I think Constantin's postmortem is solid and I appreciate it. She says this:

But there was a mindset of “we want to give people the best thing, not the thing they want, and if there’s a discrepancy, it’s because the customer is dumb.”  I learned from experience that this is just not true -- when we got complaints from customers, it was often a very reasonable complaint, due to an error I was mortified that we’d missed.

As she says in the linked thread, Zvi's postmortem is "quite different." Constantin discusses the faults of their busines... (read more)

That is a fair point! I don't think Zvi et. al are obligated and I'm not like, going to call them fraudster hacks if they're not interested.

I said this more with the hopes that people frustrated with unaccountable governance would want to seize the mantle of personal responsibility, to show everyone that they are pure and incorruptible and it can be done. My post came across as more of a demand than I meant it to, which I apologize for.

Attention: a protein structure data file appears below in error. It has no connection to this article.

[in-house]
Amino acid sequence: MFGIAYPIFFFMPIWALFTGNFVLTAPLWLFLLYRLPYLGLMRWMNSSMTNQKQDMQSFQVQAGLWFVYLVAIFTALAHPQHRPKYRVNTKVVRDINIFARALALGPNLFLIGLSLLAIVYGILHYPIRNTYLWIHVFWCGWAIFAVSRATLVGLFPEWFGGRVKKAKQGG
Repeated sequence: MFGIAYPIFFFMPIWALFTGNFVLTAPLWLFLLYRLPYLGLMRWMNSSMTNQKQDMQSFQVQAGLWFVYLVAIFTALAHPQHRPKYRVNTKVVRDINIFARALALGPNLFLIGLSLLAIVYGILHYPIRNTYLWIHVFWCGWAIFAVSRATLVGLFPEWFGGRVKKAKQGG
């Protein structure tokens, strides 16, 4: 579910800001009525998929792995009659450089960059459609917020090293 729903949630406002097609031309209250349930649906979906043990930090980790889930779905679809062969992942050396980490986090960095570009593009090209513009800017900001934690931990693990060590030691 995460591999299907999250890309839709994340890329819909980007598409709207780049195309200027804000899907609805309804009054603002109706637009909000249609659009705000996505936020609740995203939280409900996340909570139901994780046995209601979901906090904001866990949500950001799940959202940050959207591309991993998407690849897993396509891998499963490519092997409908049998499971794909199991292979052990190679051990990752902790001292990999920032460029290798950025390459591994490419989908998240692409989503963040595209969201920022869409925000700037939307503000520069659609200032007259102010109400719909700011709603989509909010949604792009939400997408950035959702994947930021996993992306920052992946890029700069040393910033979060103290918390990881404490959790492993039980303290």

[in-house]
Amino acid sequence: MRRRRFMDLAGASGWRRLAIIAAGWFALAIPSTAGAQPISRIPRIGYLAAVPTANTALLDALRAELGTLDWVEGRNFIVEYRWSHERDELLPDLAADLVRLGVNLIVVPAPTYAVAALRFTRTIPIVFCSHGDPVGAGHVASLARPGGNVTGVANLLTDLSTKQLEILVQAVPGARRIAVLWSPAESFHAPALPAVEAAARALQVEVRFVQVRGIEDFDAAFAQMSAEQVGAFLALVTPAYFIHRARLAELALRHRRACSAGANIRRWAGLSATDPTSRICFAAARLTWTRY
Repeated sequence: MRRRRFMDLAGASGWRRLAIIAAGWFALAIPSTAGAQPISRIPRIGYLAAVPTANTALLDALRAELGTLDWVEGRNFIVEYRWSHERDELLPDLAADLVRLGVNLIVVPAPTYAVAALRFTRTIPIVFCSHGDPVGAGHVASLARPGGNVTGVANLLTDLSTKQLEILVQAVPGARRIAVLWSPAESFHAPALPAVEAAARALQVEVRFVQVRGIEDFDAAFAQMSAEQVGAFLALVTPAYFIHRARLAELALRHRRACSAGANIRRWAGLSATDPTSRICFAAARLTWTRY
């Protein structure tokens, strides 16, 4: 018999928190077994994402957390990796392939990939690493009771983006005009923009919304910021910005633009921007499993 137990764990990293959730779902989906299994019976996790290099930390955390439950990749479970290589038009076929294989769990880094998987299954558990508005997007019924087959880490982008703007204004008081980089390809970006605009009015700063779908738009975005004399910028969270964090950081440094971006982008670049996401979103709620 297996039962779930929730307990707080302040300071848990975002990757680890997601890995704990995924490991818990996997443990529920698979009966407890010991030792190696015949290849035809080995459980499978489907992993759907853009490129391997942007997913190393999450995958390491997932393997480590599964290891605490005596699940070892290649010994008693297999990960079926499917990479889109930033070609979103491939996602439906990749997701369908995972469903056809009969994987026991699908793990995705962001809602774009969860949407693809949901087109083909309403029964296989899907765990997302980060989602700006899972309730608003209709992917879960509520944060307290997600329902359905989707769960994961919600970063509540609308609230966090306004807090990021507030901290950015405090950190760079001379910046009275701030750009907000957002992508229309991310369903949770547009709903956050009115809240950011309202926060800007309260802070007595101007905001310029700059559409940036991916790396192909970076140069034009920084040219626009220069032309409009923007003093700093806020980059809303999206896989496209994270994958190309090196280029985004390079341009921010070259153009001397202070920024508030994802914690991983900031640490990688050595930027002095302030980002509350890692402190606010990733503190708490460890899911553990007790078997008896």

Organizations can distribute their money how they want. My concern here is more "can pillars of the rat community get fund... (read more)

Yes, there are lesser goals that I could hit with 90% probability. Note that in that comment, I was saying that 2% would make the project attractive, rather than saying I put our chances of success at 2%. And also that the bar there was set very high - getting a clear attributable major policy win. Which then got someone willing to take the YES side at 5% (Ross).

EY endorsed it strongly (which I believe counts as a ding on his track record if anyone is maintaining that anywhere)

I don't think it's a ding on his track record.

  • He tried a product.
  • It worked shockingly well for him.